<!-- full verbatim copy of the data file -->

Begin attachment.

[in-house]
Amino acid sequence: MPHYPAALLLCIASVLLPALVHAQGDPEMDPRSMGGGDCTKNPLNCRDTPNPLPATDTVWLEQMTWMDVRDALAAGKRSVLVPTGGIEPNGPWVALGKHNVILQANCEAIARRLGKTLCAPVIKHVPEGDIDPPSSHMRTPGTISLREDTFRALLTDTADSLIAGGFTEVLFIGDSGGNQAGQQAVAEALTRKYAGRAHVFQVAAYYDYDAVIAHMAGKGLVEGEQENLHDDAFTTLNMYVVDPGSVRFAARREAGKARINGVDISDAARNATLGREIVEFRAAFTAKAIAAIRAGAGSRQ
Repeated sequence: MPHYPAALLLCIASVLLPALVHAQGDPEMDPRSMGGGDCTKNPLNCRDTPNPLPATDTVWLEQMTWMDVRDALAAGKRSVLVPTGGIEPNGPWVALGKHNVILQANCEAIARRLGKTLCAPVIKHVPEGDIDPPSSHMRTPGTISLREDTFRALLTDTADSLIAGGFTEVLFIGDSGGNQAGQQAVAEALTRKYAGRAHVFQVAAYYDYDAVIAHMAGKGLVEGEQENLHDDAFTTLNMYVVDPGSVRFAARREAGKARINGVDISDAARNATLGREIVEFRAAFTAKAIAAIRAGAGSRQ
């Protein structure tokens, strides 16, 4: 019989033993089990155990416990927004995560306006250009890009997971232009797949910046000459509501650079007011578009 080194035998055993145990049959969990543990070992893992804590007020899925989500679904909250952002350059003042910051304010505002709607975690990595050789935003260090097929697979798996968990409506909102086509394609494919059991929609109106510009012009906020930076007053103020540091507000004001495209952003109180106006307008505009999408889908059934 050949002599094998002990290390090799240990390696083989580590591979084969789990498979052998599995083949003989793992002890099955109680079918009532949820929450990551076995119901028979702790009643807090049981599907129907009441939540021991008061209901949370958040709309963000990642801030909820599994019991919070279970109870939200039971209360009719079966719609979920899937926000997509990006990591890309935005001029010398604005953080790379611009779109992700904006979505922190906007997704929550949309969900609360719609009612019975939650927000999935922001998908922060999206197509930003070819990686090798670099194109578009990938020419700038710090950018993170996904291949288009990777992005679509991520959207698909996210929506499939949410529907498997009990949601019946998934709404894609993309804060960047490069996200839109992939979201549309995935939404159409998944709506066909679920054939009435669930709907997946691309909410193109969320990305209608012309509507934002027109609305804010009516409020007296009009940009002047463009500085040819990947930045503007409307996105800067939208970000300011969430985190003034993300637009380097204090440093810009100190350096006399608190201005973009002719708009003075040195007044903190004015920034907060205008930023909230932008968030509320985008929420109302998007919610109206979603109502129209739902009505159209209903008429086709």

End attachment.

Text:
[in-house]
Amino acid sequence: MPHYPAALLLCIASVLLPALVHAQGDPEMDPRSMGGGDCTKNPLNCRDTPNPLPATDTVWLEQMTWMDVRDALAAGKRSVLVPTGGIEPNGPWVALGKHNVILQANCEAIARRLGKTLCAPVIKHVPEGDIDPPSSHMRTPGTISLREDTFRALLTDTADSLIAGGFTEVLFIGDSGGNQAGQQAVAEALTRKYAGRAHVFQVAAYYDYDAVIAHMAGKGLVEGEQENLHDDAFTTLNMYVVDPGSVRFAARREAGKARINGVDISDAARNATLGREIVEFRAAFTAKAIAAIRAGAGSRQ
Repeated sequence: MPHYPAALLLCIASVLLPALVHAQGDPEMDPRSMGGGDCTKNPLNCRDTPNPLPATDTVWLEQMTWMDVRDALAAGKRSVLVPTGGIEPNGPWVALGKHNVILQANCEAIARRLGKTLCAPVIKHVPEGDIDPPSSHMRTPGTISLREDTFRALLTDTADSLIAGGFTEVLFIGDSGGNQAGQQAVAEALTRKYAGRAHVFQVAAYYDYDAVIAHMAGKGLVEGEQENLHDDAFTTLNMYVVDPGSVRFAARREAGKARINGVDISDAARNATLGREIVEFRAAFTAKAIAAIRAGAGSRQ
């Protein structure tokens, strides 16, 4: 019989033993089990155990416990927004995560306006250009890009997971232009797949910046000459509501650079007011578009 080194035998055993145990049959969990543990070992893992804590007020899925989500679904909250952002350059003042910051304010505002709607975690990595050789935003260090097929697979798996968990409506909102086509394609494919059991929609109106510009012009906020930076007053103020540091507000004001495209952003109180106006307008505009999408889908059934 050949002599094998002990290390090799240990390696083989580590591979084969789990498979052998599995083949003989793992002890099955109680079918009532949820929450990551076995119901028979702790009643807090049981599907129907009441939540021991008061209901949370958040709309963000990642801030909820599994019991919070279970109870939200039971209360009719079966719609979920899937926000997509990006990591890309935005001029010398604005953080790379611009779109992700904006979505922190906007997704929550949309969900609360719609009612019975939650927000999935922001998908922060999206197509930003070819990686090798670099194109578009990938020419700038710090950018993170996904291949288009990777992005679509991520959207698909996210929506499939949410529907498997009990949601019946998934709404894609993309804060960047490069996200839109992939979201549309995935939404159409998944709506066909679920054939009435669930709907997946691309909410193109969320990305209608012309509507934002027109609305804010009516409020007296009009940009002047463009500085040819990947930045503007409307996105800067939208970000300011969430985190003034993300637009380097204090440093810009100190350096006399608190201005973009002719708009003075040195007044903190004015920034907060205008930023909230932008968030509320985008929420109302998007919610109206979603109502129209739902009505159209209903008429086709």